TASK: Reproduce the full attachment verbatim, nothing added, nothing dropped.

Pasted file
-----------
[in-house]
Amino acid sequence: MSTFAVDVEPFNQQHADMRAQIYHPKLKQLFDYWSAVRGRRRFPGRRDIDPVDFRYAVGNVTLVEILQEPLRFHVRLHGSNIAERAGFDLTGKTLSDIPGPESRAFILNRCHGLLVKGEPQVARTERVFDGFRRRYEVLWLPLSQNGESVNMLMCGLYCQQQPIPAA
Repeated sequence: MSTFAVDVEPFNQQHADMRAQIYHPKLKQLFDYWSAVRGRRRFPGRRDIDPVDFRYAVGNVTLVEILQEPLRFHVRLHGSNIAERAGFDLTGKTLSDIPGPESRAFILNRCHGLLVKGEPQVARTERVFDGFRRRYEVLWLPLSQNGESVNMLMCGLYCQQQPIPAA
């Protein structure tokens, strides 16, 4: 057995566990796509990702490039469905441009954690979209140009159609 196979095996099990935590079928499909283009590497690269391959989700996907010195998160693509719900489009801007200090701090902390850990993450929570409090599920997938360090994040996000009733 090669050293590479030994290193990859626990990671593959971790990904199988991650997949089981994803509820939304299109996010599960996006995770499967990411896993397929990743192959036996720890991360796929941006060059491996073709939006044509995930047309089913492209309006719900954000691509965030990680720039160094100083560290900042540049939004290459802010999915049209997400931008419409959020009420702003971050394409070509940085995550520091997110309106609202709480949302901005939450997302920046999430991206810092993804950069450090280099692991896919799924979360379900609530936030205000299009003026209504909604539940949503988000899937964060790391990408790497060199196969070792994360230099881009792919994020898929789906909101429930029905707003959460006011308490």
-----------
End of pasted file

[in-house]
Amino acid sequence: MSTFAVDVEPFNQQHADMRAQIYHPKLKQLFDYWSAVRGRRRFPGRRDIDPVDFRYAVGNVTLVEILQEPLRFHVRLHGSNIAERAGFDLTGKTLSDIPGPESRAFILNRCHGLLVKGEPQVARTERVFDGFRRRYEVLWLPLSQNGESVNMLMCGLYCQQQPIPAA
Repeated sequence: MSTFAVDVEPFNQQHADMRAQIYHPKLKQLFDYWSAVRGRRRFPGRRDIDPVDFRYAVGNVTLVEILQEPLRFHVRLHGSNIAERAGFDLTGKTLSDIPGPESRAFILNRCHGLLVKGEPQVARTERVFDGFRRRYEVLWLPLSQNGESVNMLMCGLYCQQQPIPAA
């Protein structure tokens, strides 16, 4: 057995566990796509990702490039469905441009954690979209140009159609 196979095996099990935590079928499909283009590497690269391959989700996907010195998160693509719900489009801007200090701090902390850990993450929570409090599920997938360090994040996000009733 090669050293590479030994290193990859626990990671593959971790990904199988991650997949089981994803509820939304299109996010599960996006995770499967990411896993397929990743192959036996720890991360796929941006060059491996073709939006044509995930047309089913492209309006719900954000691509965030990680720039160094100083560290900042540049939004290459802010999915049209997400931008419409959020009420702003971050394409070509940085995550520091997110309106609202709480949302901005939450997302920046999430991206810092993804950069450090280099692991896919799924979360379900609530936030205000299009003026209504909604539940949503988000899937964060790391990408790497060199196969070792994360230099881009792919994020898929789906909101429930029905707003959460006011308490």